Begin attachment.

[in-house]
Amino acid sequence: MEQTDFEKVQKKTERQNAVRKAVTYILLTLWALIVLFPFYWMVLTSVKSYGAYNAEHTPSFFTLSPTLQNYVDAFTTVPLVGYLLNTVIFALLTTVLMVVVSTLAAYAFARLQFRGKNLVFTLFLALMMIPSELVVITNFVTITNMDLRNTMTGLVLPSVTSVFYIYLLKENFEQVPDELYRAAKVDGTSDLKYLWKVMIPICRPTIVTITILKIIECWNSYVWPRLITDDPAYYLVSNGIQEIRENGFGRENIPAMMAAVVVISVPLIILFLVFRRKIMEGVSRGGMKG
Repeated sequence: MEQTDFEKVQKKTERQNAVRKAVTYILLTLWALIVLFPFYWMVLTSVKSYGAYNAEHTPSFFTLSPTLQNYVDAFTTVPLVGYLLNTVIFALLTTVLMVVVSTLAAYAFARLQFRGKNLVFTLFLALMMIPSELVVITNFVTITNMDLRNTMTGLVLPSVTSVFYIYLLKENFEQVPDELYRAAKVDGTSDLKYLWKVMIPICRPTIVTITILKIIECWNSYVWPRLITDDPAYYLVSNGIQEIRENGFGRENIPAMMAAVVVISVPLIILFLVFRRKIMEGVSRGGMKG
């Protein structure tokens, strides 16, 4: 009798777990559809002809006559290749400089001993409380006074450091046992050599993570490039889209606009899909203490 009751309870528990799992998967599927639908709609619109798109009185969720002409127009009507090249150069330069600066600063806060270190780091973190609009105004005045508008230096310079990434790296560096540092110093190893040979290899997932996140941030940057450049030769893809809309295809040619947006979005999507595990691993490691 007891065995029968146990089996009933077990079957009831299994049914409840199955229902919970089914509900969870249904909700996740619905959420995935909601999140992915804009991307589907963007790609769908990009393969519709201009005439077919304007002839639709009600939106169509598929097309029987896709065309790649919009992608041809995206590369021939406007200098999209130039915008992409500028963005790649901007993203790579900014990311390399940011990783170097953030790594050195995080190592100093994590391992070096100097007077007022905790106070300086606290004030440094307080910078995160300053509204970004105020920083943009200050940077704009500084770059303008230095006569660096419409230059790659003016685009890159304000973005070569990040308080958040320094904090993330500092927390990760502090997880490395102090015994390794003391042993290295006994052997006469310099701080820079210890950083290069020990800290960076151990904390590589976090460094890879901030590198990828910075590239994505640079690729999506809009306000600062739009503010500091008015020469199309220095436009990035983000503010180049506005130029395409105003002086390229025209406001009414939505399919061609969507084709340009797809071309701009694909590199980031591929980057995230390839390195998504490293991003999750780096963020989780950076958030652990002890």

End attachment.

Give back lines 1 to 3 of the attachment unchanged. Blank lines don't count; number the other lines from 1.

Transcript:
[in-house]
Amino acid sequence: MEQTDFEKVQKKTERQNAVRKAVTYILLTLWALIVLFPFYWMVLTSVKSYGAYNAEHTPSFFTLSPTLQNYVDAFTTVPLVGYLLNTVIFALLTTVLMVVVSTLAAYAFARLQFRGKNLVFTLFLALMMIPSELVVITNFVTITNMDLRNTMTGLVLPSVTSVFYIYLLKENFEQVPDELYRAAKVDGTSDLKYLWKVMIPICRPTIVTITILKIIECWNSYVWPRLITDDPAYYLVSNGIQEIRENGFGRENIPAMMAAVVVISVPLIILFLVFRRKIMEGVSRGGMKG
Repeated sequence: MEQTDFEKVQKKTERQNAVRKAVTYILLTLWALIVLFPFYWMVLTSVKSYGAYNAEHTPSFFTLSPTLQNYVDAFTTVPLVGYLLNTVIFALLTTVLMVVVSTLAAYAFARLQFRGKNLVFTLFLALMMIPSELVVITNFVTITNMDLRNTMTGLVLPSVTSVFYIYLLKENFEQVPDELYRAAKVDGTSDLKYLWKVMIPICRPTIVTITILKIIECWNSYVWPRLITDDPAYYLVSNGIQEIRENGFGRENIPAMMAAVVVISVPLIILFLVFRRKIMEGVSRGGMKG